[pinit count=”horizontal” description=”Check out this featured session on Belovely You http://www.belovelyyou.com”]Today’s feature is from .

Yuliya says:

“I have always admired the style of old Hollywood. I am inspired by Audrey Hepburn and her impeccable sense of fashion and ability to accentuate every asset and hide every fault, as well as the sheer simplicity of her outfits and their endless sense of grace.

I loved Elizabeth Taylor’s purple eyes and the intense look she had when photographed. I’m also incredibly inspired by the work of the photographers at the time such as George Hurrell and Irving Penn. I adored the way light and shadow could tell a story in a shot, portraying the subject’s deepest thoughts and fears.

This old Hollywood-styled shoot is the product of hours of research, playing around with lighting setups and experimenting while shooting. I wanted to mimic the style of the classic photographers while retaining my sense of individuality in my shots, as I truly believe in making something your own and not just copying someone else’s style entirely.

This was one shoot in a line of many to come since it was incredibly enjoyable and very rewarding.”

Yuliya’s Photography Tip:

The crucial aspect in old Hollywood style shoots is the lighting. Most of the photographers of the classical Hollywood era used what was called paramount light, which entailed having one key light high above the subject that was directed down on their face. This created what is also known as the ‘butterfly’ under the subject’s nose.

I found it helpful to set up my lighting and bring the subject’s face into the light and then have her look up, as opposed to trying to set up lights wherever you already positioned the model.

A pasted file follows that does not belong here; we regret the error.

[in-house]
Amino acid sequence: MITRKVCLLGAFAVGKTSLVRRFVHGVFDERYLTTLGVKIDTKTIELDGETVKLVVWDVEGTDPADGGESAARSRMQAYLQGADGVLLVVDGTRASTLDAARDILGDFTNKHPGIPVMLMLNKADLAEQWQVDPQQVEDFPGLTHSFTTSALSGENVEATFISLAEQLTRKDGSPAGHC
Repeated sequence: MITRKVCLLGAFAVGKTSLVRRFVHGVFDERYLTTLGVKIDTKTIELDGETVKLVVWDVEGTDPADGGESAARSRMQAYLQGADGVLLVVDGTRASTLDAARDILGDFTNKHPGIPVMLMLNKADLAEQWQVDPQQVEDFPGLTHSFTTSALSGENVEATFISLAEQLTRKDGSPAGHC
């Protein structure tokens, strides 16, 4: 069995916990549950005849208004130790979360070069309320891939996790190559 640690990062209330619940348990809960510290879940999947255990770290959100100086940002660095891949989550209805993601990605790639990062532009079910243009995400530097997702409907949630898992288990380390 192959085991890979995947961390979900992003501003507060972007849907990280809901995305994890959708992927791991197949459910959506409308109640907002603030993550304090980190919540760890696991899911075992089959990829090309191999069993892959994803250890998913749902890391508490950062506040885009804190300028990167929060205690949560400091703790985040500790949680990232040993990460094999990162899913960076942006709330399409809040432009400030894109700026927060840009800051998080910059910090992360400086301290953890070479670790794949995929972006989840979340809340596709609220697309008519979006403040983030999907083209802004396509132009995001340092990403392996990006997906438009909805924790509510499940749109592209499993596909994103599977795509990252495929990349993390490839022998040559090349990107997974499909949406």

Another key aspect is to have a hair light to separate your subject from the background and highlight those soft, wavy curls. Having a hair light to the right of where you are shooting will make for a more interesting photo.

The other crucial tip is to move around your subject. Try as many angles as possible, shoot from directly on but most importantly – from above. Keep moving around your subject and see how the light changes from a different perspective.

Adjust it as necessary, but don’t be afraid of the deep, dark shadows – they will only help make your photograph more interesting, mysterious, and, in a way, real.


Yuliya used a Canon 5D Mark II (affiliate link) with a Canon EF 24-70mm f/2.8L II lens (affiliate link) to capture these images.

Yuliya Rae is a Seattle, WA Women’s Portrait Photographer.

Click here to see more tips on Lighting.

Yulia has clearly mastered off-camera lighting, but that’s ok if you haven’t yet – we all have to start somewhere.

And there are tons of resources (affiliate link) out there to help you get started (or learn some new tricks, if you’re a seasoned pro).

Published by Beth Teutschmann

A big fan of food, chaos, and all things fun, Beth is the owner of Starboard Editing, LLC - a photography post-production company focusing on anything from editing to blogging and SEO. When she's required to leave the confines of her dark room, she enjoys martial arts, eating, tattoos, cooking, ice cream, sillyness, eating, and traveling. You should probably say hi.

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